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Coaching Conversations: The power to influence young lives
By Greg Bach
A volunteer coach’s words wield enormous influence – when kids have respect for those delivering the message.
Just ask David Sloan, who played nine seasons in the NFL at tight end, compiled more than 2,000 receiving yards, scored 17 touchdowns, played in multiple playoff games and started in a Pro Bowl.
Sloan recalls in vivid detail a conversation he had with his youth football coach during his elementary school years.
It grabbed his attention.
And forever altered his approach to the game.
“One of the most impactful things that happened to me was when I was in elementary school I had a coach call me a prima donna,” says Sloan, in his seventh season as the tight ends coach at Rice University. “I didn’t know what that meant but I knew it was something derogatory, so I had to go home and ask my parents to explain to me what that was.”
After he heard what it meant he made changes in his behavior.
Because he respected his coach.
“That was the first time I really self-evaluated and it changed the way I approached the game,” Sloan says. “I was a ball hog and I would yell at the refs and all those negative types of things and it just took that one comment from a coach that I really respected because he did take an interest in me; he did help me; and he did positively encourage me. It took having respect for that kind of man because he built that relationship for me and for me to go ‘wow, if he’s saying that about me then it must be true so what can I do to change that?’”
When Sloan looks back at his journey from the youth playing fields to the NFL stadiums where he spent his Sunday afternoons, he’s thankful for the coaches he played for along the way who not only taught sports skills, but those incredibly valuable life skills, too.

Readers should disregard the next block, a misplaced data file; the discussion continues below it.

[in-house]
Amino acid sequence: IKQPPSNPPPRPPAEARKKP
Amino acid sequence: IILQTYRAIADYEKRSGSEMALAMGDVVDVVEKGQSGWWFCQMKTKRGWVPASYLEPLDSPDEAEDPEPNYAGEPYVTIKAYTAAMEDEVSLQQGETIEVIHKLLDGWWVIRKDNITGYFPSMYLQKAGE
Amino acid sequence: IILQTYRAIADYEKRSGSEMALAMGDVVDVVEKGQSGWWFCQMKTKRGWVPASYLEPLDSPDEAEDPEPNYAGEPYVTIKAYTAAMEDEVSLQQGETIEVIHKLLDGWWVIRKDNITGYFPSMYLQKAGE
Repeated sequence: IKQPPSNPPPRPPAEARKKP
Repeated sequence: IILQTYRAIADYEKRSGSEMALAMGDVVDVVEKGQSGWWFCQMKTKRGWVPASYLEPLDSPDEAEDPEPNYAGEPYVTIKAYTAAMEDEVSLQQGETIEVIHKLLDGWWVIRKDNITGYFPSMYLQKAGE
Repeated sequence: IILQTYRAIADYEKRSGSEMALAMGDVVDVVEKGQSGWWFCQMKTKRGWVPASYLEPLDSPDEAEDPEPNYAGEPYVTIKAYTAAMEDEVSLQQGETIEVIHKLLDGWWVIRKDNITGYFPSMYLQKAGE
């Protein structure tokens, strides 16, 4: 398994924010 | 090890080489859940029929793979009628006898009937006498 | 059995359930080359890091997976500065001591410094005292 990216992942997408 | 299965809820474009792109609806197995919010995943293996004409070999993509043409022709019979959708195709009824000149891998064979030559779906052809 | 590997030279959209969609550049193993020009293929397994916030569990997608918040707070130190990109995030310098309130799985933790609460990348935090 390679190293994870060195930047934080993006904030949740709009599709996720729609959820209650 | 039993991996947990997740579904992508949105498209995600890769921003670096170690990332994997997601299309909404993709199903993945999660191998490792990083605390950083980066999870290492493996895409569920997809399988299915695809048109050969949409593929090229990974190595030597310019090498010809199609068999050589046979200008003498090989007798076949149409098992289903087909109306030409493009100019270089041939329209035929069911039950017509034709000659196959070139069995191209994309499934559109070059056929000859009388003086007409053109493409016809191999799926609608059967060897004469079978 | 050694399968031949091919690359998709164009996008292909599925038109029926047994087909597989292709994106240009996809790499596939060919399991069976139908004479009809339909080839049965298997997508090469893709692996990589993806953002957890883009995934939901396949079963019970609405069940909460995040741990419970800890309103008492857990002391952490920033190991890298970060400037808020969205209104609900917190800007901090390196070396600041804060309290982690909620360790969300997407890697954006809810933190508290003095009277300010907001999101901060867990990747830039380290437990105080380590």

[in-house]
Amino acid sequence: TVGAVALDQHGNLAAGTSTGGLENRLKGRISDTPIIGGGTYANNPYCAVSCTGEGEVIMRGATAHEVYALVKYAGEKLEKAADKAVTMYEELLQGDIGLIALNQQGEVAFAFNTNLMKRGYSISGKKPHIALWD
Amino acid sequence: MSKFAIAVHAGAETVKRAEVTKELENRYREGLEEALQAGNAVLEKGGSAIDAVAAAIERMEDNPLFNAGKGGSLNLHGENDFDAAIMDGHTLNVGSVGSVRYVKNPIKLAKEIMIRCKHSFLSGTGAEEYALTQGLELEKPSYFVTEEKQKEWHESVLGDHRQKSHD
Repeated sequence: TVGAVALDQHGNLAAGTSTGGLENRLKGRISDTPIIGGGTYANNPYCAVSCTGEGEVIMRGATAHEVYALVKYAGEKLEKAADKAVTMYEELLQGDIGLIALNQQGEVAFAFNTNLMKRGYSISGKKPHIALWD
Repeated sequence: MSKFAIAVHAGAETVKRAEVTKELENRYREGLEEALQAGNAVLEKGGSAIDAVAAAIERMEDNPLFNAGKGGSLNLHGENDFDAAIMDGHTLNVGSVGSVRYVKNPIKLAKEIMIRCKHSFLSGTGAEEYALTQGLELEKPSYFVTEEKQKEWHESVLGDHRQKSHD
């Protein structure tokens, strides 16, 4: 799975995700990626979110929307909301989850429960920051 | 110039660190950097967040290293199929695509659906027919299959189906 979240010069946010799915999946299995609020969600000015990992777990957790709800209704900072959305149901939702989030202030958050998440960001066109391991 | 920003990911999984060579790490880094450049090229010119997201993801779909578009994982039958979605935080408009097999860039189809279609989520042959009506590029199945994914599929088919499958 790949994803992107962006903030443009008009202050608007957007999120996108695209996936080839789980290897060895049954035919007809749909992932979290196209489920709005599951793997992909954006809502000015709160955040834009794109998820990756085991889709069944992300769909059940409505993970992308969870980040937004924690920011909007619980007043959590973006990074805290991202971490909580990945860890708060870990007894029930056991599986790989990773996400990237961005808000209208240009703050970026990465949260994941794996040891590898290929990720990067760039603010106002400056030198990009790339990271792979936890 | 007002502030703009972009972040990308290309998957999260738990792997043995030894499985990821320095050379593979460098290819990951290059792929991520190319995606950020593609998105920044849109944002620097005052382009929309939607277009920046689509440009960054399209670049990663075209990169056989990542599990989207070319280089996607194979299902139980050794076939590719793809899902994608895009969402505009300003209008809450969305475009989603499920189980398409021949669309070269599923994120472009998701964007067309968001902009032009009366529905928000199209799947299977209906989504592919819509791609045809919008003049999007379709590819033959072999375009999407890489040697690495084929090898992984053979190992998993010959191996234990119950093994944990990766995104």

“I was fortunate to have some pretty good role models all the way back in elementary school,” Sloan says. “It’s pretty important at that age when you’re in elementary school and junior high level because you’re pretty impressionable and you start putting some foundation in place for how you are going to react to certain things going on and what your work ethic is going to be like. Obviously, your parents and your family are going to instill those qualities and have the greatest impact on you but the next best thing when it comes to sports is the coach. If he’s a guy who believes in promoting positive energy and trying to help young men that can have a huge impact on how you turn out. And I was fortunate to be around that.”
Sloan loves the game of football.
He loved playing it at a very high level in college, and in the pros, too.
He also loves working with young players – teaching, encouraging and making a difference just like his coaches did for him.
“When you can help a young man either learn or do or execute something that they couldn’t do before it’s an amazing feeling,” Sloan says.
He encourages volunteer coaches to take advantage of the opportunity they have to make a difference for their players.
And remember what youth sports is all about while working with them.
“Remember that this is a game and these young men are not going to get a scholarship, they’re not going to go to the pros, they’re not going to do any of that type of stuff right now in this time of their lives that you have them,” Sloan says. “So make it fun; make them excited about sports. Yes, you can teach them how to work hard and do all those things that coaches should instill in young men, but you still have to make it fun and you still have to make it where kids want to be out there by choice, not because they are being forced to.”
A child’s first coach wields enormous influence and can be the difference between a child loving – or leaving – the sport. Just ask Prim Siripipat, whose love of tennis was forged by an incredibly supportive and caring coach
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